Four months from now, the G20 Summit 2022 will be convened in Indonesia. Its objective, announced by Indonesia on May 4, is to provide opportunities for jointly promoting a global and regional agenda by all G20 members, and let peace, prosperity and sustainable development benefit people of all countries of the world. It is undoubtedly a global effort, not an example of political fragmentation. G20 membership includes all G7 and BRICS members. Hence, when the G20 Summit takes place, the G7 leaders will also sign the leaders’ statement for global collaboration, thus overrunning the G7 Summit agenda for fragmentation.
Third, it is doubtful that an Asia-Pacific version of NATO would really divide the region. All four invitees (Japan, South Korea, Australia and New Zealand) are both RCEP and APEC members. Within RCEP, China is the largest trading partner for them all. The APEC Summit 2022 will be held in Thailand on Nov. 18 and 19. The objective of the summit announced by Thailand on May 4 exactly mirrors the G20 as to global solidarity and common prosperity.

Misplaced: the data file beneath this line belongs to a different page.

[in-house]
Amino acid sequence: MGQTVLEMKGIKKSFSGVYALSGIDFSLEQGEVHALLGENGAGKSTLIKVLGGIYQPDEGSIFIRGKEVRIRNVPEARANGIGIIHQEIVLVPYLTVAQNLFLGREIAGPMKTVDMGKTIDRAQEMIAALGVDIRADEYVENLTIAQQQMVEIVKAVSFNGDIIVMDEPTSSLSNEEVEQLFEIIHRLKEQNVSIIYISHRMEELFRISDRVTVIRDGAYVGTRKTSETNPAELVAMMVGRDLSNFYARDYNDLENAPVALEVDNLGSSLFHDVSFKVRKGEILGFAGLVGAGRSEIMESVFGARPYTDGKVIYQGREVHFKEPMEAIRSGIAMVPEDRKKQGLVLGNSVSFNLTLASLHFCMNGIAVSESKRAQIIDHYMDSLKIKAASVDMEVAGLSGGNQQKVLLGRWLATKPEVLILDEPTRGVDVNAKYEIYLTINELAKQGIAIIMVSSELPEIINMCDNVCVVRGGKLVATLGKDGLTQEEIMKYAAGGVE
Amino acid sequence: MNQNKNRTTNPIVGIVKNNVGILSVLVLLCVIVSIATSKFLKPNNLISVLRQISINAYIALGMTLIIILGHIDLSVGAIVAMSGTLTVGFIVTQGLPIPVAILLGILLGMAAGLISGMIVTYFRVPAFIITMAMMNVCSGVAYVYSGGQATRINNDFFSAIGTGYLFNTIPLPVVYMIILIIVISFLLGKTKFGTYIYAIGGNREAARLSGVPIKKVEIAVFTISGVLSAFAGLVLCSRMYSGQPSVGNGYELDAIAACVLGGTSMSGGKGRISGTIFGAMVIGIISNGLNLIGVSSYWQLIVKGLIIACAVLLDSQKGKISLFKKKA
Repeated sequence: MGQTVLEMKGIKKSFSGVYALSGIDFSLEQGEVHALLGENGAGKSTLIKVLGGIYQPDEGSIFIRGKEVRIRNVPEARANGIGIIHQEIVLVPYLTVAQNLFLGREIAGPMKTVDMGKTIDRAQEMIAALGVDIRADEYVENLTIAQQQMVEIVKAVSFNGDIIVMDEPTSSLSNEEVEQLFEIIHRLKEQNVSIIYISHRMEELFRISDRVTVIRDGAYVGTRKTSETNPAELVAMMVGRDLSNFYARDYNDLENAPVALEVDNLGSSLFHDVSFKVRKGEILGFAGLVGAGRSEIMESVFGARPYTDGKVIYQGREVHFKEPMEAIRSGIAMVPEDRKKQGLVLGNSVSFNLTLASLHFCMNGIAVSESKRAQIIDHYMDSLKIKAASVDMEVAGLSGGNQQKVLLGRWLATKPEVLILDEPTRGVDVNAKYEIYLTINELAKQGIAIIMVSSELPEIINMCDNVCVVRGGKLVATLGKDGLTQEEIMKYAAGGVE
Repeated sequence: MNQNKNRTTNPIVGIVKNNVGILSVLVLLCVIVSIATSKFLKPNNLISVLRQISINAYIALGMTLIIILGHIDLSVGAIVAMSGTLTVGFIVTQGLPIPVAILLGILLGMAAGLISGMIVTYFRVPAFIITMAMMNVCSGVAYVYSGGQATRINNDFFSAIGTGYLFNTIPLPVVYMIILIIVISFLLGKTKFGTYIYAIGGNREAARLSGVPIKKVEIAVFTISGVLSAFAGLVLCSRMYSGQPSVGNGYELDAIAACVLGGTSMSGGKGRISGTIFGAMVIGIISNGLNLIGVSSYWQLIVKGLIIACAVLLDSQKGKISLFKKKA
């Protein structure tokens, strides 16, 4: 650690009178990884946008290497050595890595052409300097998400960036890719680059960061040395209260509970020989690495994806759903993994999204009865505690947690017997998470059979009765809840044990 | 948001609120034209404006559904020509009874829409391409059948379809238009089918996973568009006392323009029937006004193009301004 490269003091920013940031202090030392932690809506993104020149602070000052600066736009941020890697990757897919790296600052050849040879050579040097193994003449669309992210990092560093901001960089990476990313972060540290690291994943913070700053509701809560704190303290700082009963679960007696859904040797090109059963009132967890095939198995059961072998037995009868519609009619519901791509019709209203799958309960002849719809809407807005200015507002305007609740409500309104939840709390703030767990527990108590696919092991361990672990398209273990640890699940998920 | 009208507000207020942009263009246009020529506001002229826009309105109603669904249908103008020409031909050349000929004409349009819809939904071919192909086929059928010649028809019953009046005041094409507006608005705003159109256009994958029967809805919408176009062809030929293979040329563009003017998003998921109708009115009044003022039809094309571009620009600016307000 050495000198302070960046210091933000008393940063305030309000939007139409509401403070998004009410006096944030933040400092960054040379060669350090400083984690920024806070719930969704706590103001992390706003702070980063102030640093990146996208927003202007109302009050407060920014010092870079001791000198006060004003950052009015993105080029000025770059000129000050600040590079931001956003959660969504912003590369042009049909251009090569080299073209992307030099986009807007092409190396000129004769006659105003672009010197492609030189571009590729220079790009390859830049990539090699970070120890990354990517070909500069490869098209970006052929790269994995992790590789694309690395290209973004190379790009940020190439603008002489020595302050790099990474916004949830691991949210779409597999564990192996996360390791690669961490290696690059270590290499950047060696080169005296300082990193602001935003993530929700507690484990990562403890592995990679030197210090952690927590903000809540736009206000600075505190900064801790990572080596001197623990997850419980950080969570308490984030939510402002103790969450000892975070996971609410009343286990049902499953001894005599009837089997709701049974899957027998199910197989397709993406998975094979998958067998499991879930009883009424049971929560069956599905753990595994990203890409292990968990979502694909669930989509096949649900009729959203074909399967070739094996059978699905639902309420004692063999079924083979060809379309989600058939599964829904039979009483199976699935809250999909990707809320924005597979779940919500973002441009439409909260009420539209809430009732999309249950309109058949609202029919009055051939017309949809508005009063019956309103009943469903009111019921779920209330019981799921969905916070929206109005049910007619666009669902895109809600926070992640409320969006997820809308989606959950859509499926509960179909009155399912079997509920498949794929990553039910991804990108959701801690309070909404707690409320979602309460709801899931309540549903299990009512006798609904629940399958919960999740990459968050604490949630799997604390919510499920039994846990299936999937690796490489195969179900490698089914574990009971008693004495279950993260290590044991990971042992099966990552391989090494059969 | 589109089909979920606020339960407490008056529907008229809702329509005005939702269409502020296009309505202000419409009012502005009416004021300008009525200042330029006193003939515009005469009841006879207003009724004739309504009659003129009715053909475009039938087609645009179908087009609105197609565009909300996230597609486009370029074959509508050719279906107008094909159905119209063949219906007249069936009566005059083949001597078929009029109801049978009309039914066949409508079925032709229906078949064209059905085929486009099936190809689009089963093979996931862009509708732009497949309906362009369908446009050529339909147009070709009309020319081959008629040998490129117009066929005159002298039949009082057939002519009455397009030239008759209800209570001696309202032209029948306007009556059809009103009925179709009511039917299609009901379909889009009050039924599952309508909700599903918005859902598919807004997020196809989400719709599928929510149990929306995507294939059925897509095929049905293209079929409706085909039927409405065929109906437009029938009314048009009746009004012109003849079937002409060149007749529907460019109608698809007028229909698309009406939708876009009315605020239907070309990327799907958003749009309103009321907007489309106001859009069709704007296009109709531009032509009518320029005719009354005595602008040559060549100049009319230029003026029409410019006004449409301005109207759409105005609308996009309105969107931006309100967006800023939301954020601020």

The United States, the driving force behind the NATO expansion, is a member of APEC as well. The leaders’ declaration for the APEC Summit 2022 will be signed and implemented by the U.S. and five other countries, including China. In this context, APEC will become a strong institutional constraint on the fragmentation of the region.
In light of all this, more efforts should be devoted to supporting global cooperation and mediating differences to avoid world fragmentation. China and the U.S., the two key players, should contribute more.